FEATURE: Smells like home

(Contributed photo)

By Rebecca Jones, special to the News-Times

CARTERET COUNTY — Nothing smells like home like the smell of baking; and sugar and spice makes the holidays nice. And making gingerbread houses is both creative as well as tasty. The practice of making gingerbread houses originated for the Europeans and North America in Germany during the 1800’s as German bakers took this form of art to the next step. They based their creation off a very popular fairy tale from the Brothers Grimm, “Hansel and Gretel,” where two children were abandoned in a forest before discovering an edible house made of gingerbread and sugar. As the bakers took descriptions of this house from the story, they began to create their own take on a gingerbread house. It has now become a popular tradition during Christmas.

Building a gingerbread house is fun and uses lots of creativity, and now with the world of sweets more available, the creativity is nearly endless for both adults and children. Plus, afterwards, you can eat your creation, something all children greatly appreciate.

Hannah Broadhurst, age 9, is one of those children. Broadhurst says, “My mom got me interested in making gingerbread houses. I also like watching the baking competitions and got ideas from the shows.” Her preschool teacher was the one who got her interested in the local Gingerbread Festival competition. Each child in the preschool class was asked to create a house as part of a Whoville Village. Broadhurst added, “After that year, I looked into entering again. This year will be my fifth year entering the gingerbread contest. In 2020 I won the People’s Choice and Kids Division with my Christmas Horses.” The hardest part last year for her was getting the roof of the horse barn to stick.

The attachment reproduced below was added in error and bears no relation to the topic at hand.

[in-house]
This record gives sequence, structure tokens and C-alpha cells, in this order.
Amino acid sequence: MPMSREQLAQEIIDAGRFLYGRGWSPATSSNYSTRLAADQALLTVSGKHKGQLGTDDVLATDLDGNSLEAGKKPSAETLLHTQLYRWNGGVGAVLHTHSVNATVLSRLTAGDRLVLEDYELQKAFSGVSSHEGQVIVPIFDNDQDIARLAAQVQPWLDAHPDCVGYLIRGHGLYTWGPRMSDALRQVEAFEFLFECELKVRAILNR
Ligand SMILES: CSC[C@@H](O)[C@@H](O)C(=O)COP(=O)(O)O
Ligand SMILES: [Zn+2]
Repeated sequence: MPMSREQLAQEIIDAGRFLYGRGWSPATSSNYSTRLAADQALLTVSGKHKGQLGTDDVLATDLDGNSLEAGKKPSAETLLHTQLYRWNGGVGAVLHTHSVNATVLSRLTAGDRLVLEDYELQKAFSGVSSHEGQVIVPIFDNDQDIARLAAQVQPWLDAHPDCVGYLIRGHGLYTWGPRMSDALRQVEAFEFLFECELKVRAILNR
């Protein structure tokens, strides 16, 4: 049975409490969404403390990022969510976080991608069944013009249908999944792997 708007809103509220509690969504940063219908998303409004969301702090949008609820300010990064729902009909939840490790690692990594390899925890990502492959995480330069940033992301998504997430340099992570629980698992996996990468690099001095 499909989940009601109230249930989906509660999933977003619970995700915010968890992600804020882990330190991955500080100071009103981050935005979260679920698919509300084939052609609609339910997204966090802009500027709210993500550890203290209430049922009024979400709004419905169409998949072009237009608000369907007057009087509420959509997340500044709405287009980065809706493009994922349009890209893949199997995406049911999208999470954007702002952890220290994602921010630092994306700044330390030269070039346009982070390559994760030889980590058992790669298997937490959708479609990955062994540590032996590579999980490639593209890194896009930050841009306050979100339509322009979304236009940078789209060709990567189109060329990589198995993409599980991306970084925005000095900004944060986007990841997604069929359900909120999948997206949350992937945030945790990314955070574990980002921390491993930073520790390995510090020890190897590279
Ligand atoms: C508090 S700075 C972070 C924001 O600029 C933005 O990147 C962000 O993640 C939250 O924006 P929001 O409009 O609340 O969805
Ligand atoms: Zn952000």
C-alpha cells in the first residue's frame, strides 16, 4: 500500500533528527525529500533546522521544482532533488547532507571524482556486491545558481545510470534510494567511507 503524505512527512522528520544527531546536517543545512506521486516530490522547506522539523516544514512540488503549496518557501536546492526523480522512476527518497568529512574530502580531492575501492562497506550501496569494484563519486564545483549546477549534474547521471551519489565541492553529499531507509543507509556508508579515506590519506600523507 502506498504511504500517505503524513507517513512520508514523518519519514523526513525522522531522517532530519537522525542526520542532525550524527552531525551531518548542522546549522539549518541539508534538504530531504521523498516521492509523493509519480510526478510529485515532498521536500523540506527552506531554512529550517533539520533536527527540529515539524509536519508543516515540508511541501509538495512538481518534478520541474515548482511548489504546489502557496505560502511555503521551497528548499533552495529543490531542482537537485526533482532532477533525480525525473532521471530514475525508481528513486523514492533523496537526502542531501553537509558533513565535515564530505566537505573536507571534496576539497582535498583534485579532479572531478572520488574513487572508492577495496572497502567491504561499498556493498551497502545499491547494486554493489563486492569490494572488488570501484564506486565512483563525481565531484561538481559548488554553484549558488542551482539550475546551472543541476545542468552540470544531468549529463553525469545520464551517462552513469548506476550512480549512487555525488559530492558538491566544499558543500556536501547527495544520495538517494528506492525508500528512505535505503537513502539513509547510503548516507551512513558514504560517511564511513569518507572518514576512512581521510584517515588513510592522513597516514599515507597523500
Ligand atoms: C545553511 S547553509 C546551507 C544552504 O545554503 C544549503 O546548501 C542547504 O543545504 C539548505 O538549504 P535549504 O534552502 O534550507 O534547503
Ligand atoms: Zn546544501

Jim and Kelly Stephens participate each year with their children Brayden 17, Cooper 14, Maisy 12 and Bo 10. Kelly says, “I decided to start participating as a family, because we wanted to support the Crystal Coast Hospice House.  Hospice (of Miami County Ohio) assisted my father-in-law (the kiddo’s grandpa) while he was passing away.  One of the hospice workers visiting him at his home brought a variety of handmade quilts and pillows so he could give something to each of the kids before passing.  More than six years later, my kids still have their quilts and pillows.  Our family feels that participating in the gingerbread contest is a small way of giving back.”

The kids decide on their theme, and they enter as teams, so there is usually some negotiating that takes place before they come to an agreement.  Kelly adds,” As my kids get older and have busy schedules of their own, I appreciate this time we get to spend together.  We make a mess, eat lots of gingerbread, probably more icing than you want to know, argue, laugh and sometimes cry when that roof won’t stay up.  However, it is all worth it once the houses are delivered and we get to go see them.  It is the best way to kick off the Christmas season.”

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